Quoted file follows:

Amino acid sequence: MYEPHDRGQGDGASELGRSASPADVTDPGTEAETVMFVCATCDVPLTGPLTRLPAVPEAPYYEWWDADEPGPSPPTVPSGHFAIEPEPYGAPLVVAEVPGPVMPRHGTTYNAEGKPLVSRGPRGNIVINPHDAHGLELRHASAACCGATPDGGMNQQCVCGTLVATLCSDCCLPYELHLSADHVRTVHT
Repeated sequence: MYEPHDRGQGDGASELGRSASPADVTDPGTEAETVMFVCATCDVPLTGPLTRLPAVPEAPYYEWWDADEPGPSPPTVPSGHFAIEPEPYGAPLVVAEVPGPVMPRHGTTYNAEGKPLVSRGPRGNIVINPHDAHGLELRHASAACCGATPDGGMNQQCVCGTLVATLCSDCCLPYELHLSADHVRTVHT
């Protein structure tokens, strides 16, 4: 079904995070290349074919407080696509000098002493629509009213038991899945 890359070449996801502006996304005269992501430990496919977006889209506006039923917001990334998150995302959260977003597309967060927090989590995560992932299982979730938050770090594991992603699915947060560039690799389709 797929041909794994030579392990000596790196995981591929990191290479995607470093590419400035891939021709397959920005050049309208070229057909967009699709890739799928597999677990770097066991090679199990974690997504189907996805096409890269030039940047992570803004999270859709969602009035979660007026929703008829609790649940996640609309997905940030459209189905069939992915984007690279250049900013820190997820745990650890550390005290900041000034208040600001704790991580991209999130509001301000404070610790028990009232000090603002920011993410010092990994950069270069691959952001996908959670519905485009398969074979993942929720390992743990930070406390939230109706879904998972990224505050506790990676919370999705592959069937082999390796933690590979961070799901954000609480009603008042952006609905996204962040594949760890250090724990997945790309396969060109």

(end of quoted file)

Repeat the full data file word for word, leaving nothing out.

Amino acid sequence: MYEPHDRGQGDGASELGRSASPADVTDPGTEAETVMFVCATCDVPLTGPLTRLPAVPEAPYYEWWDADEPGPSPPTVPSGHFAIEPEPYGAPLVVAEVPGPVMPRHGTTYNAEGKPLVSRGPRGNIVINPHDAHGLELRHASAACCGATPDGGMNQQCVCGTLVATLCSDCCLPYELHLSADHVRTVHT
Repeated sequence: MYEPHDRGQGDGASELGRSASPADVTDPGTEAETVMFVCATCDVPLTGPLTRLPAVPEAPYYEWWDADEPGPSPPTVPSGHFAIEPEPYGAPLVVAEVPGPVMPRHGTTYNAEGKPLVSRGPRGNIVINPHDAHGLELRHASAACCGATPDGGMNQQCVCGTLVATLCSDCCLPYELHLSADHVRTVHT
């Protein structure tokens, strides 16, 4: 079904995070290349074919407080696509000098002493629509009213038991899945 890359070449996801502006996304005269992501430990496919977006889209506006039923917001990334998150995302959260977003597309967060927090989590995560992932299982979730938050770090594991992603699915947060560039690799389709 797929041909794994030579392990000596790196995981591929990191290479995607470093590419400035891939021709397959920005050049309208070229057909967009699709890739799928597999677990770097066991090679199990974690997504189907996805096409890269030039940047992570803004999270859709969602009035979660007026929703008829609790649940996640609309997905940030459209189905069939992915984007690279250049900013820190997820745990650890550390005290900041000034208040600001704790991580991209999130509001301000404070610790028990009232000090603002920011993410010092990994950069270069691959952001996908959670519905485009398969074979993942929720390992743990930070406390939230109706879904998972990224505050506790990676919370999705592959069937082999390796933690590979961070799901954000609480009603008042952006609905996204962040594949760890250090724990997945790309396969060109």